College tennis serves as ticket away from Compton for CSU’s Alyssa Grijalva

Michelle Gould

Alyssa Grijalva is far from a prototypical country club tennis player.

Born and raised in Compton, California, a town that is infamous for gang affiliation, high crime rate and drug use, CSU’s sophomore sensation took it upon herself to pave a path that surpassed her peers and took her to Division I athletics.


Atypical to her classmates, Grijalva spent her free time in sports in order to stay out of trouble and avoid possible jail time.

Grijalva pumps fist while looking at court
Sophomore Alyssa Grijalva competes at the 2017 Jon Messick Invitational. Grijalva currently holds CSU’s best singles record at 13-4 (Photo courtesy of CSU Athletics)

The grind started with soccer, a sport familiar to her and one that requires aggression and tenacity. However, with fear of injury, her father sought out more for his daughter.

Grijalva’s start to tennis began on a court played on by the best of the best. Sisters Venus and Serena Williams spent their earliest days hitting at Triegnew Park and Grijalva followed in their footsteps.

A Sunday afternoon drive turned into the beginnings of Grijalva’s career when her father and mother passed a tennis clinic and insisted Grijalva try the sport out, ultimately sparking a new love. Affirmation of a future in Division I athletics, and even a professional tennis career, from the clinic coach encouraged Grijalva to leave behind the soccer dream.

“They initially put me in tennis to keep me away from all the drugs and gangs in Compton,” Grijalva said. “They ended up sacrificing a lot for me to play.”

Her father became her personal trainer and coach, testing her limits and pushing boundary lines. They spent most days back on the infamous Tragniew Park courts despite the gang affiliation and cracked surfaces.

The familiarity and proximity of the court came at a cost for the Grijalva family one afternoon. Playing a sport Grijalva had associated as a safe space from the crime in Compton, nearly took her and her family’s lives in a drive-by shooting incident.

“We were training at the park and out of nowhere someone started shooting.” Grijalva said. “My dad screamed to us to get down so I grabbed my sister and got on top of her and held her close to me.”

Grijalva’s determination to get out of Compton was only fueled by this event. Her father continued to coach her while working full-time to support a family of seven.

After enrolling their first-born son in the Compton school district, Grijalva’s parents decided to pave a different path for their daughter, transferring her to Redondo Union. The school was significantly further from their home, but better suited for her future.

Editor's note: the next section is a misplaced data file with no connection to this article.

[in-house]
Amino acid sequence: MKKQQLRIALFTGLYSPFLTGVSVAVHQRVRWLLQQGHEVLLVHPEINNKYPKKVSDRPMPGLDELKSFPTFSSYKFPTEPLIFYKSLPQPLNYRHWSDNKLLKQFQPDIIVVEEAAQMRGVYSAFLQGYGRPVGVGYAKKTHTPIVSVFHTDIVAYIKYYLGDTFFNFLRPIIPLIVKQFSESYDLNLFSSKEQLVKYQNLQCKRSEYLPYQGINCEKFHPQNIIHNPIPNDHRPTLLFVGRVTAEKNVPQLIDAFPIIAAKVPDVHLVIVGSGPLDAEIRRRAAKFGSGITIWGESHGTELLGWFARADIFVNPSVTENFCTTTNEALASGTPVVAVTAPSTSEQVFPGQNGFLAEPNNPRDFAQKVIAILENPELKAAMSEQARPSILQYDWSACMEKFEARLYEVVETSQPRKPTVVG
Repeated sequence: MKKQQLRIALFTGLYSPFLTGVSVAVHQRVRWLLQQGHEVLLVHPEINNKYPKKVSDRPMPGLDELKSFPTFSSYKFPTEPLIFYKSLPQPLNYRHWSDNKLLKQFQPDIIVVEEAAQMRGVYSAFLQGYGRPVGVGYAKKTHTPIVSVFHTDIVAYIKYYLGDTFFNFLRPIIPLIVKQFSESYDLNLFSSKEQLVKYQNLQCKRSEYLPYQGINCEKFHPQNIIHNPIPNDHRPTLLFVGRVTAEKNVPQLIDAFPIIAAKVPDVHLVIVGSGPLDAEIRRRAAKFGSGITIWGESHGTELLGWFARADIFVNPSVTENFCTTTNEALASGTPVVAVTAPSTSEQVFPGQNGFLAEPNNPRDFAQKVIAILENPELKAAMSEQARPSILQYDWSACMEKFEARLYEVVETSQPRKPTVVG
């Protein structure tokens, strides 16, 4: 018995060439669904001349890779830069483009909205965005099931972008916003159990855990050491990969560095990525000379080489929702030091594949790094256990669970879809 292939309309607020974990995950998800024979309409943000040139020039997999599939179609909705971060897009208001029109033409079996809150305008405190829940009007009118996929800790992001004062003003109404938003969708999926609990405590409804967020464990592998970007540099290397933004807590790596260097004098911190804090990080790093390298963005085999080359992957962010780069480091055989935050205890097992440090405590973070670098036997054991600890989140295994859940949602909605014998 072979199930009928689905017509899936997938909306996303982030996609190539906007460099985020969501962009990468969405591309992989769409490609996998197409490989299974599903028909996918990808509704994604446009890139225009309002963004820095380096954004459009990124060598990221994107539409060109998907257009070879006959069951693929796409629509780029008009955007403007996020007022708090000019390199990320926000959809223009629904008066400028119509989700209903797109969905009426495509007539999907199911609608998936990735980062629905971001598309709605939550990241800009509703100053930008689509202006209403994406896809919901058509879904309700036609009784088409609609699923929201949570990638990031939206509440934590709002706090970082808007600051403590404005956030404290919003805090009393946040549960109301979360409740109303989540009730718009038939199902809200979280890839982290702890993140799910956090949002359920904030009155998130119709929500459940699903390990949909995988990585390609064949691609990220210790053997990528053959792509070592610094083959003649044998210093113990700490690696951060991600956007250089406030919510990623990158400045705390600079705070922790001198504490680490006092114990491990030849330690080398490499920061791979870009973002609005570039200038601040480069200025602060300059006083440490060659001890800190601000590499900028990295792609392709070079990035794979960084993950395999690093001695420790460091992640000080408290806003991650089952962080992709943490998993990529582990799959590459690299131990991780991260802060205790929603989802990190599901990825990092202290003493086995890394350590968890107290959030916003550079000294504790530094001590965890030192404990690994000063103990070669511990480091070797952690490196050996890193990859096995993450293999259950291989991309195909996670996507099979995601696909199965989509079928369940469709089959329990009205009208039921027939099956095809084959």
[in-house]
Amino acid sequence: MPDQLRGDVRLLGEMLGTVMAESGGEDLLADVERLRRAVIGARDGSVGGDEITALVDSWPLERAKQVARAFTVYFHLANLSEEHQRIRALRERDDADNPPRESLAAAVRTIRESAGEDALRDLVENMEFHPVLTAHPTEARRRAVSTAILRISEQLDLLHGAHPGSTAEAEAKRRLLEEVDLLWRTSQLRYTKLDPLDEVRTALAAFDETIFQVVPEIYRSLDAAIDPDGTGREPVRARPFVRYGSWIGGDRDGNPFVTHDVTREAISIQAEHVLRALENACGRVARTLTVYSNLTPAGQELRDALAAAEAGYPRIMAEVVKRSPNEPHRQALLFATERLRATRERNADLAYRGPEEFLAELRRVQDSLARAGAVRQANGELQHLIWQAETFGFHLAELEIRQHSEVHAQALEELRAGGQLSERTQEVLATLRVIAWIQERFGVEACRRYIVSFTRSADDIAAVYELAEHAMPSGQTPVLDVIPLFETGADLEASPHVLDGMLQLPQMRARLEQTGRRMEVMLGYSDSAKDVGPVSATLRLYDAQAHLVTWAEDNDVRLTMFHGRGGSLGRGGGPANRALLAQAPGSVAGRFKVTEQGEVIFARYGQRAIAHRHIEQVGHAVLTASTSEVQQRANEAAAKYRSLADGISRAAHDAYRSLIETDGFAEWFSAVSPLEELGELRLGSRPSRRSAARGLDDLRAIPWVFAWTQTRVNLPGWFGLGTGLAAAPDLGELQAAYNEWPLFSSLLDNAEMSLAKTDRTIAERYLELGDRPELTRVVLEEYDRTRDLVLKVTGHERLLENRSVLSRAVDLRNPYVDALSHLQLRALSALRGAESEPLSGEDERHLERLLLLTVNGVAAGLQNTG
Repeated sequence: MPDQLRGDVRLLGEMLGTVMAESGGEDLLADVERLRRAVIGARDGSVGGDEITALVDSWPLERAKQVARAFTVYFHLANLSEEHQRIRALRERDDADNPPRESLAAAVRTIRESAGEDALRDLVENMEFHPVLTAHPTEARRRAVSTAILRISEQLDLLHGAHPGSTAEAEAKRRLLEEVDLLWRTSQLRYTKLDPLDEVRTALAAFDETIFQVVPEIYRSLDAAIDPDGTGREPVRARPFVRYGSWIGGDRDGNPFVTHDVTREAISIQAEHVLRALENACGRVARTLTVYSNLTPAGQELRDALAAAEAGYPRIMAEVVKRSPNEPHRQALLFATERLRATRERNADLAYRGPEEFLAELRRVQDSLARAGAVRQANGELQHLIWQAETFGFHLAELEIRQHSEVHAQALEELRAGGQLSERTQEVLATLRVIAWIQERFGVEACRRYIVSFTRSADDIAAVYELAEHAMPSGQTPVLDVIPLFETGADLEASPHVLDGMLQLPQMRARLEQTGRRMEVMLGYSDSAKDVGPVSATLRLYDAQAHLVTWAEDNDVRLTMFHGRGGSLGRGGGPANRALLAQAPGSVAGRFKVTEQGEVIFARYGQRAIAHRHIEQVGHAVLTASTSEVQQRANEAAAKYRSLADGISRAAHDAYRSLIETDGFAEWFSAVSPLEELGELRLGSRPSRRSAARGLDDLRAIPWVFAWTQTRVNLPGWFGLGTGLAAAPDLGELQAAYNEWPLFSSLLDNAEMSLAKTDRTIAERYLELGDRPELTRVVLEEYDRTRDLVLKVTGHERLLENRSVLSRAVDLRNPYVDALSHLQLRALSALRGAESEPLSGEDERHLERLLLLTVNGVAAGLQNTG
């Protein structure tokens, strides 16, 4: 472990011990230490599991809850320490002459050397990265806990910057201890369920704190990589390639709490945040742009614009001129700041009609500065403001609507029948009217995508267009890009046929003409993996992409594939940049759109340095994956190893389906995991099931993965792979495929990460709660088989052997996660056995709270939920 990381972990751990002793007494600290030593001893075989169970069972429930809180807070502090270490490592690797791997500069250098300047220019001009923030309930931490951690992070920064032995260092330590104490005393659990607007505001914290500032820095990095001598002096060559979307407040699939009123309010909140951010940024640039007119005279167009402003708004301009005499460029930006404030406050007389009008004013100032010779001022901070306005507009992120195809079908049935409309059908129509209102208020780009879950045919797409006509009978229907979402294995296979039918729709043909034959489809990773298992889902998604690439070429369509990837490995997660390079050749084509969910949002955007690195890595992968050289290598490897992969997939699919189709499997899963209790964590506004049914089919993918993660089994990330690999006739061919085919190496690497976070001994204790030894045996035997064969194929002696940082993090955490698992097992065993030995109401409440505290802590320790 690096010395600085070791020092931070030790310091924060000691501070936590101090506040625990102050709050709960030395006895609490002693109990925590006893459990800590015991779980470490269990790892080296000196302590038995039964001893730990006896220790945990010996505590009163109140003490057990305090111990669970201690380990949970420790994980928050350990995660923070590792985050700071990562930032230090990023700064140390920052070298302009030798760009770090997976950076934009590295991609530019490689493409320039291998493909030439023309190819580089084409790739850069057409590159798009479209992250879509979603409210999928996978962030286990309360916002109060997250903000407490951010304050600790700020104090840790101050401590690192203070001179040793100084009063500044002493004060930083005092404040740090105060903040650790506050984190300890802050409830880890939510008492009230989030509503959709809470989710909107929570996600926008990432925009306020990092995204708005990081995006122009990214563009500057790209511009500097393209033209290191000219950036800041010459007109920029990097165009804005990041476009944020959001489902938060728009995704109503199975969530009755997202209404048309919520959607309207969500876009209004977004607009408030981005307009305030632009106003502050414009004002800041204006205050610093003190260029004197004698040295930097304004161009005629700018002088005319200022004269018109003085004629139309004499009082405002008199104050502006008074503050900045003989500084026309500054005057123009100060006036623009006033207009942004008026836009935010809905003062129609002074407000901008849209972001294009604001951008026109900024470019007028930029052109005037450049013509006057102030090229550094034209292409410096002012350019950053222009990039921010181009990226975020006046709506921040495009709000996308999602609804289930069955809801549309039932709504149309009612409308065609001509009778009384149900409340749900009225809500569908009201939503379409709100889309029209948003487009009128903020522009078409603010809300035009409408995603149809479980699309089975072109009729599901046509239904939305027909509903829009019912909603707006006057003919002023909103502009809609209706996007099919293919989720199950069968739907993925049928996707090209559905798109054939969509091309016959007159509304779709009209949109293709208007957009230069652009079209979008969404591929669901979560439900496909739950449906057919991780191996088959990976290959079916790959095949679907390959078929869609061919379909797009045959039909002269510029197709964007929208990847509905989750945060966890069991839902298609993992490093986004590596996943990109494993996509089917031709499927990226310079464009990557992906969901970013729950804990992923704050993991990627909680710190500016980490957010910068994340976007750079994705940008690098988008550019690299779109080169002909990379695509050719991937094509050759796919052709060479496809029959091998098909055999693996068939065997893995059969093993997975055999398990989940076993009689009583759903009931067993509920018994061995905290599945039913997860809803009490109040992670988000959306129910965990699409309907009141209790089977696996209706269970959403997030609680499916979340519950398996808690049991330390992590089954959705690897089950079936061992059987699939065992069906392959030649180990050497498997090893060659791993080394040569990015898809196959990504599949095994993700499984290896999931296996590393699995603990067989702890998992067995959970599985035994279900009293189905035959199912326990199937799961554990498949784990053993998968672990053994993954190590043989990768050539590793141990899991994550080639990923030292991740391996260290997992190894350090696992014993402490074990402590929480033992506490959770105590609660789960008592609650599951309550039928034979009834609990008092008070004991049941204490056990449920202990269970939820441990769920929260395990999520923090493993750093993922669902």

Transferring schools came at yet another cost for Grijalva. The distance forced her mother to work part-time in order to make the trip to transport her to and from practices and school. The family’s income suffered as a result.

Traveling to larger stage tournaments was nearly impossible, making it harder for Grijalva to get noticed by college coaches.

“The tournaments were very expensive so we had to choose which tournaments we could go to because we had to take all the kids,” Mauricio Grijalva, Alyssa’s father said. “We had no one to babysit. It was tough.”

Despite the obstacles, Grijalva continued to prosper, taking advantage of what she had and focusing less on what she lacked.

The slim amount of tournaments Grijalva was able to attend were played with heart and one goal in mind – to get to the Division I level.

Sophomore Alyssa Grijalva competes at the 2017 Jon Messick Invitational. Grijalva currently holds CSU’s best singles record at 13-4 (Photo courtesy of CSU Athletics)

“Every time I played, I told myself that I was good enough to get a scholarship,” Grijalva said. “It didn’t matter where I came from, it just matters how hard you have worked your entire life and how much hunger you have for the game.”

This mentality eventually yielded results. As a three-star recruit entering her sophomore season, Grijalva realized if she was going to get recognition by next-level coaches she would need to dedicate her life to the sport.

Grijalva won seven straight singles matches that year, boosting her ranking to a four-star, and even received a partial sponsorship from Wilson, her junior year of high school.

“My friends would always question why I was so into tennis,” Grijalva said. “But this was my future. This was what’s going to get me into college. Their parents could pay for college, mine couldn’t.”

An opportunity arose senior year for Grijalva to drive to Winter Nationals in Arizona where, for the first time, she would be scouted by college coaches. Colorado State coach Jarod Camerota took notice and quickly set up an official visit for her to tour the campus.

Grijalva took her first plane ride to Colorado, stepped on campus, and instantly noted vast differences from her hometown.

“I was honestly really scared when I got here. It’s not like Compton. It isn’t really diverse,” Grijalva said.

Warm welcomes from future teammates, smiling strangers and doors held open for one another masked those fears. She finally found a home away from the shootings and drug abuse. She found her escape.

Camerota offered Grijalva a full scholarship to play tennis at CSU.

“When my mom heard the news she started crying and looked to me saying, ‘You did it. You’re gonna get out of Compton and you’re gonna succeed.” Grijalva said. “I think it was just meant to be for me to come here.”

As a sophomore, Grijalva currently holds the roster’s best singles record (13-4) and doubles record (11-5) alongside her partner, Priscilla Palermo.

Now, Grijalva is utilizing the opportunity playing at the collegiate level, and looks forward to leaving a legacy as one of CSU’s top tennis players.

Collegian sports reporter Michelle Gould can be reached at or on Twitter @michellegouldd.